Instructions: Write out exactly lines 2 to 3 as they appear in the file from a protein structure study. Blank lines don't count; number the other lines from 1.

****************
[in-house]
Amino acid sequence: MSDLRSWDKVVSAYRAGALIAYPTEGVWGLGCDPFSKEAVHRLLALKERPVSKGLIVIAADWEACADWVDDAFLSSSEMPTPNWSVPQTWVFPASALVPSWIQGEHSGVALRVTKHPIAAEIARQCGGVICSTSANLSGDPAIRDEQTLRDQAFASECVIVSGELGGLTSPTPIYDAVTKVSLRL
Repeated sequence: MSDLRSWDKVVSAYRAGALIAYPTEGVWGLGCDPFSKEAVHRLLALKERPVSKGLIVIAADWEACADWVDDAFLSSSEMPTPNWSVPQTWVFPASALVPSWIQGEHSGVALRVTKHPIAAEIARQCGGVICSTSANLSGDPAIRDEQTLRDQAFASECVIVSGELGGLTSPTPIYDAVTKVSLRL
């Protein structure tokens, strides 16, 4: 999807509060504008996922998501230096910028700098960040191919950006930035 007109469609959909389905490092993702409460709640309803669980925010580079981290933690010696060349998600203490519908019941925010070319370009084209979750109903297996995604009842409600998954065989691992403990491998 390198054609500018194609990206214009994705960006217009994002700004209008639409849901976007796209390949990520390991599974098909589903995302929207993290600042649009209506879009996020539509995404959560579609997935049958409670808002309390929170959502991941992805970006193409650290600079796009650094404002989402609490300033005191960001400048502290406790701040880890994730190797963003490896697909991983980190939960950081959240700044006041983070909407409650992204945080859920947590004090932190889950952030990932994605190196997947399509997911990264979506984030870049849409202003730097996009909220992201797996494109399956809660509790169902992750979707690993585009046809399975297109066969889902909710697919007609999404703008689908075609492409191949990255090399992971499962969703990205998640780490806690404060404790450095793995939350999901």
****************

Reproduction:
Amino acid sequence: MSDLRSWDKVVSAYRAGALIAYPTEGVWGLGCDPFSKEAVHRLLALKERPVSKGLIVIAADWEACADWVDDAFLSSSEMPTPNWSVPQTWVFPASALVPSWIQGEHSGVALRVTKHPIAAEIARQCGGVICSTSANLSGDPAIRDEQTLRDQAFASECVIVSGELGGLTSPTPIYDAVTKVSLRL
Repeated sequence: MSDLRSWDKVVSAYRAGALIAYPTEGVWGLGCDPFSKEAVHRLLALKERPVSKGLIVIAADWEACADWVDDAFLSSSEMPTPNWSVPQTWVFPASALVPSWIQGEHSGVALRVTKHPIAAEIARQCGGVICSTSANLSGDPAIRDEQTLRDQAFASECVIVSGELGGLTSPTPIYDAVTKVSLRL